02/23/2011

WVU professor named Fulbright Specialist

Will help create new Sri Lankan occupational therapy program

MORGANTOWN, W.Va. – A Fulbright Specialist grant will send West Virginia University Occupational Therapy Associate Professor Anne F. Cronin, Ph.D., to the University of Kelaniya, Sri Lanka, to help university faculty design a new undergraduate degree program for occupational therapists.

Though home to a large, modern medical school, there are few training opportunities for occupational therapists in that country, according to Dr. Cronin, who travels to Sri Lanka in May.

“They have a tentative curriculum, but it is heavily medical,” Cronin said. “I have been asked to help them build a curriculum that reflects excellence in occupational therapy. There is only one other educational program training occupational therapists in Sri Lanka, and it is a technical program that does not include a bachelor’s or master’s degree.”

Fulbright Specialist award recipients are selected on the basis of academic or professional achievement, and Cronin will be one of about 400 select United States university faculty and professionals traveling abroad through the program. The Specialist grant was created 10 years ago to complement the traditional Fulbright Scholar Program. Through these short-term academic opportunities, the work of Fulbright grantees supports curricular and faculty development and institutional planning at post-secondary academic institutions around the world.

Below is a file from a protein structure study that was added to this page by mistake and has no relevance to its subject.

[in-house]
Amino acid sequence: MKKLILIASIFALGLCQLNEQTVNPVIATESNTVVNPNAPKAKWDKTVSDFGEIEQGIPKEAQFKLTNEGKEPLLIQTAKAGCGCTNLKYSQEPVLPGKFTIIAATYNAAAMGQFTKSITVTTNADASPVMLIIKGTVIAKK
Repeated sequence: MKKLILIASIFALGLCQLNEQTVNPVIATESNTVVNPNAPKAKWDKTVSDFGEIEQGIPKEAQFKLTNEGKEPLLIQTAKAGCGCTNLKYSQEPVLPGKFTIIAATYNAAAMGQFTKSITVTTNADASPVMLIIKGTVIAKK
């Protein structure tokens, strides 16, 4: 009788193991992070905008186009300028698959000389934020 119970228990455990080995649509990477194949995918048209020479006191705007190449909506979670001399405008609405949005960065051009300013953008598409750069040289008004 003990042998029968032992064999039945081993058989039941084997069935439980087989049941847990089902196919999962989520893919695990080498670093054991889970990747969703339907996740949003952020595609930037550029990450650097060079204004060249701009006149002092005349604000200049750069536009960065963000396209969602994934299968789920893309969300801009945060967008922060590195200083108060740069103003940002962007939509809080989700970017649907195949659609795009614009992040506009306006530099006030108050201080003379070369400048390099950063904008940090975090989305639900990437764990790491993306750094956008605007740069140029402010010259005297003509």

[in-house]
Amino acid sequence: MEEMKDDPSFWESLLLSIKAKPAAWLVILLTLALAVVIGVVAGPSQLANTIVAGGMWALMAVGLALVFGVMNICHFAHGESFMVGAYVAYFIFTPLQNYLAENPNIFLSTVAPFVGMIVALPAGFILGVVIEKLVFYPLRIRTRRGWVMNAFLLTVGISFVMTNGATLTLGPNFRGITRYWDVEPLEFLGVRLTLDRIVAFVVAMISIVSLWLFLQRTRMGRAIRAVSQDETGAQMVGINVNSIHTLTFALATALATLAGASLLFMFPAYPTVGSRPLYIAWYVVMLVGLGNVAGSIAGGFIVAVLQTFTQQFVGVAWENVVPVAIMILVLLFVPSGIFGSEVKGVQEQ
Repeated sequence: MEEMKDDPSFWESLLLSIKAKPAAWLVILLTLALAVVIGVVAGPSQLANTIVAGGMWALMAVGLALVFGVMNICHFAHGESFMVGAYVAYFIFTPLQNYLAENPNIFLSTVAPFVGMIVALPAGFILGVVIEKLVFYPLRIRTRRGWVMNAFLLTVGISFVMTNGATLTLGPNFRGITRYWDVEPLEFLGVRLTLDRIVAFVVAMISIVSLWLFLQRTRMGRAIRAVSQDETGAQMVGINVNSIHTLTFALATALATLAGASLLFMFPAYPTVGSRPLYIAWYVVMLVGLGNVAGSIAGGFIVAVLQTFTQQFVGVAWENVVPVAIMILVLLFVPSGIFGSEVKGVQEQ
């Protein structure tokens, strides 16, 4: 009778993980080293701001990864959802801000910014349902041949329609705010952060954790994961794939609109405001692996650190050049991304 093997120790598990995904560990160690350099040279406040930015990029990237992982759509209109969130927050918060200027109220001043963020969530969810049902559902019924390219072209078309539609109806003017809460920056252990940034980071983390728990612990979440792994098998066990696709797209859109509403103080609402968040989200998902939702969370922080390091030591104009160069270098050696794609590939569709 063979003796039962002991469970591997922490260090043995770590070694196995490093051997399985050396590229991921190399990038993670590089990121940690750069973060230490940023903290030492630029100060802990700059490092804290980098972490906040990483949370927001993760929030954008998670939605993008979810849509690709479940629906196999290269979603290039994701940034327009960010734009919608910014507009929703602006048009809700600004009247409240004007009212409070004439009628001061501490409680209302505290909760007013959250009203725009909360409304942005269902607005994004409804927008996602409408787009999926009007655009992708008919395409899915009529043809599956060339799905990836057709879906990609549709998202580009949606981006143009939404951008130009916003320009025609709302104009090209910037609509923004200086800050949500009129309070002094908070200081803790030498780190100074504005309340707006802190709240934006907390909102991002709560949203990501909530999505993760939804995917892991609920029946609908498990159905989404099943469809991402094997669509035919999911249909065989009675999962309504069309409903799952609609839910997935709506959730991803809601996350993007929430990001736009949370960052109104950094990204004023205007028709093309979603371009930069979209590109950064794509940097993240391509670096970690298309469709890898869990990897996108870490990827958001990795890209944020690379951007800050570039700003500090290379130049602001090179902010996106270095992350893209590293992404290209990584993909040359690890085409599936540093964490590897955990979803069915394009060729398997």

The Fulbright Program, America’s flagship international educational exchange activity, is sponsored by the U.S. Department of State’s Bureau of Educational and Cultural Affairs. Over its 60 years of existence, more than 285,000 emerging leaders in their professional fields have received Fulbright awards, including individuals who later became heads of government, Nobel Prize winners and leaders in education, business, journalism, the arts and other fields. Cronin is honored to be included among them.

“After being surprised, I was excited,” Cronin said. “There are a lot of people in West Virginia whose families came from the Indian subcontinent. When we talk about supporting diversity as we train clinical practitioners, experience with issues commonly addressed by occupational therapists as they interface with these cultures will make me a better teacher and clinician.”
 

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For more information:
Angela Jones, HSC News Service, 304-293-7087
jonesan@wvuhealthcare.com
lr: 01-01-11

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